Mental Health First Aid USA has been successfully offered to a variety of audiences, including hospital staff, employers, business leaders, faith communities, law enforcement, educators, and the general public. Upon successful completion of this program, participants will receive certification in Mental Health First Aid. Trainers are certified trainers of Mental Health First Aid USA and represent local organizations: Walden and On Our Own of St. Mary’s. For more information about this program, please contact Laura Webb, Recovery Support Services Director, Walden Sierra at 301-997-1300 x 804 or firstname.lastname@example.org.
**CHANGE OF LOCATION (effective Fri. 3/13)
Because of a major marathon in D.C. Saturday, the location of the Rev. Mark Brown’s talk has been moved.
Humanitarian Assistance and Prospects for Peace in the Holy Land
Saturday March 14 at 10 a.m. (Coffee and cookies will be served.)
St. Luke Lutheran Church at 9100 Colesville Rd., Silver Spring, MD 20910
(Plenty of parking; walking distance from Silver Spring Metro Stop on Red Line.)
Rev. Mark Brown is the Lutheran World Federation Regional Representative in Jerusalem. On Saturday, March 14 at 10 am, Rev. Brown will speak about Augusta Victoria Hospital and other LWF Humanitarian services, East Jerusalem and the peace process.
Location: Lutheran Church of the Reformation on Capitol Hill (212 East Capitol Street NE, Washington, DC 20003)
More information available in the flyer below:
One of Good Sam’s college students, Kelly N., invites you to partner with her when she travels in a few weeks:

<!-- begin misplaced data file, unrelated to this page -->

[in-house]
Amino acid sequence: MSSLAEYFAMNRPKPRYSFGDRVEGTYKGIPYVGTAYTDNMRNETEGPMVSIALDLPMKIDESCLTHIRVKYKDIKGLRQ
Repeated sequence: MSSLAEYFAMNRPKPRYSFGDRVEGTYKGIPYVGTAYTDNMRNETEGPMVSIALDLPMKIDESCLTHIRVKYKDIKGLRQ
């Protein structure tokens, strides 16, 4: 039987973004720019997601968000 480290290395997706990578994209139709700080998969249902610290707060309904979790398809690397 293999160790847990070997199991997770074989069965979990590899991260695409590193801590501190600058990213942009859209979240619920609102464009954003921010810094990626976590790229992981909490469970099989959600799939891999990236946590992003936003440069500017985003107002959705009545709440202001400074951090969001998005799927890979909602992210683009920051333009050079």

“Beginning March 23, 2015 I will be going to a service trip in the Dominican Republic through my university, Virginia Tech. This week-long engineering based service trip will focus on constructing a health clinic. My group will work alongside Solid Rock International, a Christian non-profit organization focusing on the well-being of people in the Dominican Republic. Any prayers and support would be greatly appreciated as I prepare for this journey! I will also be collecting school supplies to take with me for kids in the Dominican Republic, if you would like to contribute. Thank you!”
Kelly will also make a short presentation during worship on March 8. Come and hear about her trip!
With the Lenten season upon us, many folks prefer to eat seafood on Fridays as a Lenten tradition or sacrifice. “Our Daily Bread” Food Pantry would like to focus on collecting cans/pouches of tuna as a way of supporting our neighbors in their Lenten journey. Additionally, the usual donated items needed include peanut butter & jelly, canned meats, canned fruit, pasta sauce, and cereals. Your continued support is greatly appreciated.